Most recently, she attempted to railroad the Chamber of Commerce Winterfest events and tried to throw a monkey wrench in the Headwaters project not for any good reason, but apparently just because she could — or because she doesn’t trust the Town staff professionals to do the jobs for which they have been trained and hired.

It was the height of arrogance for Sweeting to thumb her nose at those instructions and warnings…

In short, Sweeting continues to attempt usurping what is clearly the responsibilities of the Town Manager and his staff, and this is particularly the case in issues related to economic development. Since, as a practicing nurse, she has never made payroll as a business owner her naivete and lack of knowledge about how marketplace economics work is understandable. But her actions throughout her term in office have been sub-optimal for the future of Blowing Rock and must be demoralizing for town staff, even if they might be unwilling to publicly say so.

Sweeting’s control-taking and micromanaging style – even beyond her violating state law while serving — is not and should not be an admired trait for Town Commissioners. Moreover, when this bad behavior is practiced it should not be rewarded with the symbolic equivalent of a candy bar from a majority of her colleagues (including her own vote).

Sweeting has a right to run for another, future elected office. We would hope that public SERVICE was more her motivation than personal agenda and ego. Sweeting also has a right to err in judgment and learn from her mistakes in her current office.

But playing dirty backroom politics, allegedly — “I’ll deliver votes for you later on if you vote for me now as Mayor Pro-Tem” — with an important ceremonial role of our town’s representative government is out of line. Worse still, it would reward an individual who, in our estimation, has proven herself unworthy of even serving on the Board of Commissioners.

There is no impeachment or recall process in Blowing Rock’s town code, so the Town appears stuck with Sweeting for another two years, at least, unless she were to voluntarily resign. But that doesn’t mean she should be rewarded for clearly bad behavior – especially since, in the case of the ex parte communications violation of state law, every commissioner individually received clear instructions and warnings as to what they could and could not do from then Interim Town Manager, Jim Freeman, and then collectively from Town Attorney Allen Moseley. It was the height of arrogance for Sweeting to thumb her nose at those instructions and warnings, as if to say, “I am above the law. I am above those statutory processes and limitations.”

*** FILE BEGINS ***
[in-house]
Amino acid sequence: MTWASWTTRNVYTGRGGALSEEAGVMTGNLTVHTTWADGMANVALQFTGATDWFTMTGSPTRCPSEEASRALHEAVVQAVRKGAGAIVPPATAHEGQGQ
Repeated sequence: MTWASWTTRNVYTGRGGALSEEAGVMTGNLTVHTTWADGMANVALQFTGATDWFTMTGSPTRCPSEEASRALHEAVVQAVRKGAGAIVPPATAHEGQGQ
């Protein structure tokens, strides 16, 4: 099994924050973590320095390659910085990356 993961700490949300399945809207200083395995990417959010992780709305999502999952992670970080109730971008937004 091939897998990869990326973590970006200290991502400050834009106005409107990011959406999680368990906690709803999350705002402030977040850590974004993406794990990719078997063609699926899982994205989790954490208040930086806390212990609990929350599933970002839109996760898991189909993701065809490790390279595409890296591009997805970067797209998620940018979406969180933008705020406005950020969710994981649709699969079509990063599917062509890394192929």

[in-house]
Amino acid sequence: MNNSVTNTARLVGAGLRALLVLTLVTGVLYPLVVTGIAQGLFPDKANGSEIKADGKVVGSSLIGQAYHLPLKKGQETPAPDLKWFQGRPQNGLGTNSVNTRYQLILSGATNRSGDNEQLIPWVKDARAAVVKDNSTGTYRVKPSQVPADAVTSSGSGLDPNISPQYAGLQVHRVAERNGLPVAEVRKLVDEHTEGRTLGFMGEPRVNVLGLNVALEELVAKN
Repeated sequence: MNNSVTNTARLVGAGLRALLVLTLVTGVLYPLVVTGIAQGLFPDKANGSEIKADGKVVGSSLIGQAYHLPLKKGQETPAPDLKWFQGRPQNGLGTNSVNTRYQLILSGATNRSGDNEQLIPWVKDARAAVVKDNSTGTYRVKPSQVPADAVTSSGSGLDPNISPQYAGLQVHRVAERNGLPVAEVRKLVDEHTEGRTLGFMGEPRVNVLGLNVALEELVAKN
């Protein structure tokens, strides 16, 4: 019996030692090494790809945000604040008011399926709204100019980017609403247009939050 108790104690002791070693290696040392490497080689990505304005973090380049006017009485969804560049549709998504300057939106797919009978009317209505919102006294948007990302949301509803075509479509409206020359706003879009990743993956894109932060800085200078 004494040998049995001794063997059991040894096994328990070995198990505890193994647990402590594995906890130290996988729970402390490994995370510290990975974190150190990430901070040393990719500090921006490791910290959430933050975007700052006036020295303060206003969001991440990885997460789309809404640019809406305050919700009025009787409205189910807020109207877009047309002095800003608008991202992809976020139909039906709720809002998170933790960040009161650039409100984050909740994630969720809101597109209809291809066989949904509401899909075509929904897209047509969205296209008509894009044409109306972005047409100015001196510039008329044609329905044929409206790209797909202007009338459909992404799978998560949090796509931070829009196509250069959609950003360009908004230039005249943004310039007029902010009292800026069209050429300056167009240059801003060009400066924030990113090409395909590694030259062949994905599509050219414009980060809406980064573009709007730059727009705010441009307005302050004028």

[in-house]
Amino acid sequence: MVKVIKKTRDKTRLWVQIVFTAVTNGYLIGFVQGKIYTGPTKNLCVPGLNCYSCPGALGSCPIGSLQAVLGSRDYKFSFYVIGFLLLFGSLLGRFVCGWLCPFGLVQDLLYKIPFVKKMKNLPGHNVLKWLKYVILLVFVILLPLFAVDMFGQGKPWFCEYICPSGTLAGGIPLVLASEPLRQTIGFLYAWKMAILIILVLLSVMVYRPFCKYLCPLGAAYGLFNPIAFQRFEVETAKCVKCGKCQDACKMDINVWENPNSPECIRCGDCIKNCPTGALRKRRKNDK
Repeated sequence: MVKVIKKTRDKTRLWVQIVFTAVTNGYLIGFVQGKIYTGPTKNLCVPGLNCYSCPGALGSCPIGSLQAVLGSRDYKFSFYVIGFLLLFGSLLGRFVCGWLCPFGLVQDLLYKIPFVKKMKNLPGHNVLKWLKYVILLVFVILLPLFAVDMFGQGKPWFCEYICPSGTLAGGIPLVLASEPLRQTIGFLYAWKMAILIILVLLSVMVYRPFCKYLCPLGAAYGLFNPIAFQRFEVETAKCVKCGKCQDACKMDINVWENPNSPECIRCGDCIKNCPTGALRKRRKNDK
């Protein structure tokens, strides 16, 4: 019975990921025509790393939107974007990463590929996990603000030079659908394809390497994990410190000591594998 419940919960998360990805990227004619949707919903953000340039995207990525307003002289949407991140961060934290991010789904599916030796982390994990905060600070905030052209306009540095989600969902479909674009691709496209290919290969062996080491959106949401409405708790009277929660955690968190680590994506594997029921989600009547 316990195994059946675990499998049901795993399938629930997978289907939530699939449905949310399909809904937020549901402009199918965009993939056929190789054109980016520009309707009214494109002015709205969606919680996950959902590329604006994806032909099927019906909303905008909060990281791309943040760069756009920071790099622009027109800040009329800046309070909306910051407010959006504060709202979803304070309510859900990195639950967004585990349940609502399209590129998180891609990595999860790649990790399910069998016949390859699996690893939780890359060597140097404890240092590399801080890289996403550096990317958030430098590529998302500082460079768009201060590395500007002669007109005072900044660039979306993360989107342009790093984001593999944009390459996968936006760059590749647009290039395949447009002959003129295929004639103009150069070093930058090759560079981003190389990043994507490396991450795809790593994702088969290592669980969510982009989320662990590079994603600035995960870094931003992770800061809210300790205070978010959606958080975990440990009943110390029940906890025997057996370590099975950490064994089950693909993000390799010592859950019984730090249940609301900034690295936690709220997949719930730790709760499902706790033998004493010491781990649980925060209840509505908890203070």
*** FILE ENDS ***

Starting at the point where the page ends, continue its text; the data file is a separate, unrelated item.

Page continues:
If a majority of the collective board does not want to re-elect Commissioner Yount to the Mayor Pro-Tem position, or if he doesn’t want to continue in that role, then our choice would be newcomer David Harwood who, we predict, will become the most thoughtful and effective Commissioner since Keith Tester more than a decade ago.

For her colleagues to reward Sweeting with the Mayor Pro-Tem position would be the height of irresponsible representative government.

EDITOR’S NOTE: If any of the commissioners or any other Blowing Rock resident or constituent interest wishes to pen a Letter to the Editor that either reinforces these views or defends Sweeting and/or the Board, we will gladly publish it. Please include your (real) name and contact information in the event we have questionS to clarify your views. We reserve the right to respond to any supportive or critical viewpoints.


    • I have been told that is a “myth,” Suzanne. The most votes in which election? This one, or in the election of the other three commissioners two years ago? On the surface, the most votes makes sense, but in practicality it doesn’t make sense at all because they are not all elected at the same time.